A company's income from operations on a pre-interest payment basis

NOPLAT is an acronym for Net Operating Profit Less Adjusted Taxes. It tells us about a company's income from operations on a pre-interest payment basis, i.e., the company pays taxes on its income before interest and taxes.


This measure helps compare two companies with distinct capital structures and tax regimes. Portfolio managers and analysts consider several variables in determining whether to invest in a company or not.

Analysts often use net operating less adjusted taxes to compare companies because companies with negligible debt would not benefit from the tax-saving capacity of interest on the debt that the debt-loaded companies enjoy.


Net Operating Profits Less Adjusted Taxes = NOPAT + Change in Adjusted Taxes

NOPAT = EBIT * (1 - Tax Rate)


An example of how to calculate net operating income after tax is provided below:

Let's say these are numbers for a company XYZ, whose profit statement is provided above. For the year 2016, Net income = $12,020,000 and

Net operating income after taxes = $13,223,000.

Now, for calculation, it is assumed that 10% of taxes paid each year have been due to deferred taxes; therefore, we add 10% of taxes paid each year to NOPAT.

Therefore, the NOPLAT for year 2016 = NOPAT + 0.1* Taxes paid

Which is equal to $13,223,000 + 380,600 = 13,603,600.

Operating income is the company's operating income, assuming it has no debt (interest expense). After that, we can calculate a hypothetical tax payment by multiplying the tax rate of 24% by the EBIT, i.e., $17,410,000.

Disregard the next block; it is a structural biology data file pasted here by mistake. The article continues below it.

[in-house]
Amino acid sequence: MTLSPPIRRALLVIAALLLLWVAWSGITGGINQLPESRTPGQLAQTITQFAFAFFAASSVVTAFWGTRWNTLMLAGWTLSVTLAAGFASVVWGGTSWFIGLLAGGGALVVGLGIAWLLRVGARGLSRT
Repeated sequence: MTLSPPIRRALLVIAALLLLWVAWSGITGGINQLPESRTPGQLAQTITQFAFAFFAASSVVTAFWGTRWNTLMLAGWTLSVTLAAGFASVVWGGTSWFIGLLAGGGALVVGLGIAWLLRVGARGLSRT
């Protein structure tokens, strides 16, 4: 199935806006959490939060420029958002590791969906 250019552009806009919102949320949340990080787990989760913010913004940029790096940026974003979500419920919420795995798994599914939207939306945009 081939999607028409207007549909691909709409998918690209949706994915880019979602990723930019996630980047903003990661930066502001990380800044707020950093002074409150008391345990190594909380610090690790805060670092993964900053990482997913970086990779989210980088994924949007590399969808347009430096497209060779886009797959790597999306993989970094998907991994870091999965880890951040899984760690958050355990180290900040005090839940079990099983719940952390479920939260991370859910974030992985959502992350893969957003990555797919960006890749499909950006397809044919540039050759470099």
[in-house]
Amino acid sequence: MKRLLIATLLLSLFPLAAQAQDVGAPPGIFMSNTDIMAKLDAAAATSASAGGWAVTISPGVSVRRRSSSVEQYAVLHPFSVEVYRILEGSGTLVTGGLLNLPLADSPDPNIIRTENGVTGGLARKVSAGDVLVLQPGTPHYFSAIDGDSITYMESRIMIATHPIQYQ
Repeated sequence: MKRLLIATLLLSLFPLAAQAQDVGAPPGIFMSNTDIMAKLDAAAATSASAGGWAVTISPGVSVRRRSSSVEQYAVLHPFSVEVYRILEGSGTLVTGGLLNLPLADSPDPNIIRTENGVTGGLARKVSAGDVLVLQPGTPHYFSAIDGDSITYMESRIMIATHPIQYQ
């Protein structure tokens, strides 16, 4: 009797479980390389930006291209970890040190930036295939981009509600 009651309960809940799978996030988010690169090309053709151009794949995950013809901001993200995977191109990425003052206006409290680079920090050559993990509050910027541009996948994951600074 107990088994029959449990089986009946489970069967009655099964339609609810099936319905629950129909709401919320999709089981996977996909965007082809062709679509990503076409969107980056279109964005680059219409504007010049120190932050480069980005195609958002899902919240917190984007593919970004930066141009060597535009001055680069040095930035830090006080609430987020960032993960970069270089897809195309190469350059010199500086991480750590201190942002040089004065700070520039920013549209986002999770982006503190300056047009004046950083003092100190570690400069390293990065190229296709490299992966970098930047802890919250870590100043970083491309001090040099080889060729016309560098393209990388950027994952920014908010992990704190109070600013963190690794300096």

Subtracting the hypothetical tax payment from EBIT, we obtain the Net Operating Income After Tax.

While making financial models, analysts use NOPLAT to obtain the unlevered cash flows to be discounted back to get the intrinsic value of the security.

Most often, the enterprise value is used instead of equity value in financial modeling to be able to compare companies with different capital structures. The reason for this is to value a firm based on its assets.

Difference Between NOPLAT and Unlevered Cash Flow

Net Operating Income After Taxes can vary a lot from free cash flows as the former does not account for capital expenses which are cash expenses for the company; it also includes non-cash expenses like depreciation and amortization.

Unlevered Cash Flow = EBITDA − Capital Expenditures − Change in Net Working Capital

It does not account for net changes in working capital such as inventory, accounts payable and receivables, etc. In short, it has the following characteristics:

1. NOPLAT v/s Net Income

Net operating profit less adjusted taxes would include gain on the sale of fixed assets, interest, and tax expenses; operating profit does not include these three transactions. However, net income would include all revenues and expenses along with the taxes.


EBIT stands for earnings before interest and taxes, which is different from NOPLAT. Expenses such as interest and tax expenses and gain on the sale of fixed assets are excluded from operating profit.

However, EBIT includes the gain on the sale of fixed assets, thereby making the EBIT greater than the operating profit. When calculating Net Operating Income after Tax, an analyst needs to take into account the tax a company has to pay.


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Researched and authored by Kunal GoelLinkedIn

Reviewed and edited by Aditya Salunke I LinkedIn

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